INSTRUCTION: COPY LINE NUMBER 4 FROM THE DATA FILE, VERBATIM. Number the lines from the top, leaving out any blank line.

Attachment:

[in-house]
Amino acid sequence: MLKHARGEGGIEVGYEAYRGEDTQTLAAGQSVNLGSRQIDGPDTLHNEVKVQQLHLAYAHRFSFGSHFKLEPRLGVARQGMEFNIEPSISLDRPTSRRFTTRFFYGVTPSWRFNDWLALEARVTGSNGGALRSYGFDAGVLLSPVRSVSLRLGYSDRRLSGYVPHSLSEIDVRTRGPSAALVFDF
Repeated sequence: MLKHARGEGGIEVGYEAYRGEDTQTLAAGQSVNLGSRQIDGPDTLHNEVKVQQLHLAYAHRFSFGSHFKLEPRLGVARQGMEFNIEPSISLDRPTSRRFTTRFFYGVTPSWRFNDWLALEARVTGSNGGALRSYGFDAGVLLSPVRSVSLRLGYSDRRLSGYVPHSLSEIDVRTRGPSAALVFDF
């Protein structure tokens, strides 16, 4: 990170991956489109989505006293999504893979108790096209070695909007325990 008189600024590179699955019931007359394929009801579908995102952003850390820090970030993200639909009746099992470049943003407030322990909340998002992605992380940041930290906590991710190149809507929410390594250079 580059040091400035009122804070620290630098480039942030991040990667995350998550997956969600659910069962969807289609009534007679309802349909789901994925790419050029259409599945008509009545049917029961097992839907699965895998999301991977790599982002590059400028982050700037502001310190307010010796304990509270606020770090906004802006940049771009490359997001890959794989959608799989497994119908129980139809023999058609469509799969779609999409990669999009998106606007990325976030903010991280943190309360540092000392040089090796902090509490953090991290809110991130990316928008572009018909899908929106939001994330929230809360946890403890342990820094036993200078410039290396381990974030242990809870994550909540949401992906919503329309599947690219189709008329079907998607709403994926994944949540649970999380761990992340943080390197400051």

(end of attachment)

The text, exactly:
């Protein structure tokens, strides 16, 4: 990170991956489109989505006293999504893979108790096209070695909007325990 008189600024590179699955019931007359394929009801579908995102952003850390820090970030993200639909009746099992470049943003407030322990909340998002992605992380940041930290906590991710190149809507929410390594250079 580059040091400035009122804070620290630098480039942030991040990667995350998550997956969600659910069962969807289609009534007679309802349909789901994925790419050029259409599945008509009545049917029961097992839907699965895998999301991977790599982002590059400028982050700037502001310190307010010796304990509270606020770090906004802006940049771009490359997001890959794989959608799989497994119908129980139809023999058609469509799969779609999409990669999009998106606007990325976030903010991280943190309360540092000392040089090796902090509490953090991290809110991130990316928008572009018909899908929106939001994330929230809360946890403890342990820094036993200078410039290396381990974030242990809870994550909540949401992906919503329309599947690219189709008329079907998607709403994926994944949540649970999380761990992340943080390197400051």